Anston

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Anston
Anston is located in South Yorkshire
Anston
Anston
 Anston shown within South Yorkshire
Population 9,217 (2011 census)[1]
OS grid reference SK5386
Civil parish North and South Anston
Metropolitan borough Rotherham
Metropolitan county South Yorkshire
Region Yorkshire and the Humber
Country England
Sovereign state United Kingdom
Post town Sheffield
Postcode district S25
Dialling code 01909
Police South Yorkshire
Fire South Yorkshire
Ambulance Yorkshire
EU Parliament Yorkshire and the Humber
UK Parliament Rother Valley
List of places
UK
England
Yorkshire

Coordinates: 53°21′15″N 1°13′06″W / 53.3542°N 1.2182°W / 53.3542; -1.2182

Anston is a civil parish in South Yorkshire, England, formally known as North and South Anston. The parish consists of the settlements of North Anston and South Anston, divided by the Anston Brook.

History[edit]

Anston, first recorded as Anestan is from the Old English āna stān, meaning "single or solitary stone".[2] In the Domesday Book (1086) North and South Anston (Anestan and Litelanstan) were both held by Roger de Busli.

South Anston was an ancient parish in the wapentake of Strafforth and Tickhill in the West Riding of Yorkshire.[3] It was a large parish, also known as Anston cum Membris, which also included North Anston and the township of Woodsetts. When civil parishes were created in 1866, Woodsetts became a separate civil parish and the remaining part of the parish became the civil parish of North and South Anston.[4] In 1974 the parish was transferred to the Metropolitan Borough of Rotherham in the new county of South Yorkshire.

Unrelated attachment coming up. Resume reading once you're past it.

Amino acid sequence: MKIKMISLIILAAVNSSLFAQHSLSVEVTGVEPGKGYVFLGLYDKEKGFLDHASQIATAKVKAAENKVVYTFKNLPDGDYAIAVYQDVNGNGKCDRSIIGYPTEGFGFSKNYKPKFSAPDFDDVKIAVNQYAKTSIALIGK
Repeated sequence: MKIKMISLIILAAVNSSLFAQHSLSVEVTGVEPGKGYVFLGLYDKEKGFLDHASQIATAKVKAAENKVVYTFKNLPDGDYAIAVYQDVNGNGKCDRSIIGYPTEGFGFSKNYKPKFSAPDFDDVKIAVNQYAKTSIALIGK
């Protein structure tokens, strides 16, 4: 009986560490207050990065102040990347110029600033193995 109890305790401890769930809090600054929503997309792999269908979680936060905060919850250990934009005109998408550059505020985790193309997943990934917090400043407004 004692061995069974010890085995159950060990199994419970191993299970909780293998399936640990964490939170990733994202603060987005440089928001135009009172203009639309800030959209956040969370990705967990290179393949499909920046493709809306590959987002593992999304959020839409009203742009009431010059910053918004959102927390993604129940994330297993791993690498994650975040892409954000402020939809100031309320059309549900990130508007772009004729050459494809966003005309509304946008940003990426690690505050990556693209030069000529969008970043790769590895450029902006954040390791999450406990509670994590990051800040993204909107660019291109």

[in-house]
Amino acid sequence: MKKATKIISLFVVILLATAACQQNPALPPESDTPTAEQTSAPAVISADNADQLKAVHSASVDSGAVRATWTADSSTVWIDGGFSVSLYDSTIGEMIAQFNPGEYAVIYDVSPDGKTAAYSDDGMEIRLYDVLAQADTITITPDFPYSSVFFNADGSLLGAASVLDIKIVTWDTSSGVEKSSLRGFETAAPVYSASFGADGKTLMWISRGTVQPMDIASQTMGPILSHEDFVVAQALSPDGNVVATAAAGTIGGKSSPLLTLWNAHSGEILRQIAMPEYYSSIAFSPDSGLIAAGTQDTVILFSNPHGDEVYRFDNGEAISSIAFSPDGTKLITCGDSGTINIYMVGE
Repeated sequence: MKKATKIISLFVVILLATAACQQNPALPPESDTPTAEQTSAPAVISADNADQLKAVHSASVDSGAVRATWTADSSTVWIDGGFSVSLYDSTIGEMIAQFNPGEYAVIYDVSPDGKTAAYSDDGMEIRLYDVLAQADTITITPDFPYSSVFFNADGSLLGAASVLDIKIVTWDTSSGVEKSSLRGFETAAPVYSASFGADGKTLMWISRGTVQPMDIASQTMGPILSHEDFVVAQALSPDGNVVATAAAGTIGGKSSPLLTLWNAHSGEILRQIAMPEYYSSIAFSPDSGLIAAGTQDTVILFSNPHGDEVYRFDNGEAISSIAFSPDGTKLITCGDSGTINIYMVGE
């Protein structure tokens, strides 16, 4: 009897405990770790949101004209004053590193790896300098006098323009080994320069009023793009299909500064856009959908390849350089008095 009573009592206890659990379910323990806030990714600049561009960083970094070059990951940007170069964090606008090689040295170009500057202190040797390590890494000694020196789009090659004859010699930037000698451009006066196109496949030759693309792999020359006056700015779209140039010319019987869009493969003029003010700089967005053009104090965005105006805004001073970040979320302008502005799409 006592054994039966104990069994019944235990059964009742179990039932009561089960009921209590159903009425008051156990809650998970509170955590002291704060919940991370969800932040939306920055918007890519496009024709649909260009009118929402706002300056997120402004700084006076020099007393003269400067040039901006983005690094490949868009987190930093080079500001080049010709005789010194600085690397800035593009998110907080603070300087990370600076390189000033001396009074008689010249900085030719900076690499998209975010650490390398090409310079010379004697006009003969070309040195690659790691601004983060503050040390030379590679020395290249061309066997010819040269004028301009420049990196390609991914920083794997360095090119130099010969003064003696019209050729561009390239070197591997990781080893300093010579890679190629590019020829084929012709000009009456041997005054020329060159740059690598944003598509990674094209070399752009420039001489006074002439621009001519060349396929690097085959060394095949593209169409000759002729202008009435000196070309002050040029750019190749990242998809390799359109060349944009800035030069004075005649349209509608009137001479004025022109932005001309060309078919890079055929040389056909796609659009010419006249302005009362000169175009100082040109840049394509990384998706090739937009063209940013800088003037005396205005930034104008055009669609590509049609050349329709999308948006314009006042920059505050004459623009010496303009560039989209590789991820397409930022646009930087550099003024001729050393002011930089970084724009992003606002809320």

The original interest for the area (beyond Anston's agricultural uses) was the sandy "Anstone" magnesian limestone, but the real growth in Anston's population was more due to the sinking of the Dinnington Main Colliery in the early 20th century.

Anston railway station opened on 20 May 1912 and closed on 2 December 1929. However, Kiveton Park railway station, is on the southern edge of Anston and only takes around five minutes to get to the station from the centre of the village. Strangely, the nearby village of Kiveton Park is served by Kiveton Bridge railway station, which is in the centre of the village, but the station which is named after Kiveton Park is actually in South Anston.

North Anston[edit]

North Anston is located at about 53° 21' 20" N, 1° 13' W and merges seamlessly into the town of Dinnington to the north. Today, it is largely a commuter base for Sheffield, Worksop and Rotherham, and is mainly made up of suburban housing estates. The picturesque "old village" at the south-east however retains its green, and the village wells. The surrounding landscape contains several disused quarries: the plantations to the east, and Greenlands Park to the west being prime examples.

There are currently two pubs in North Anston: the Little Mester on Nursery Road and the Cutler on Woodsetts Road.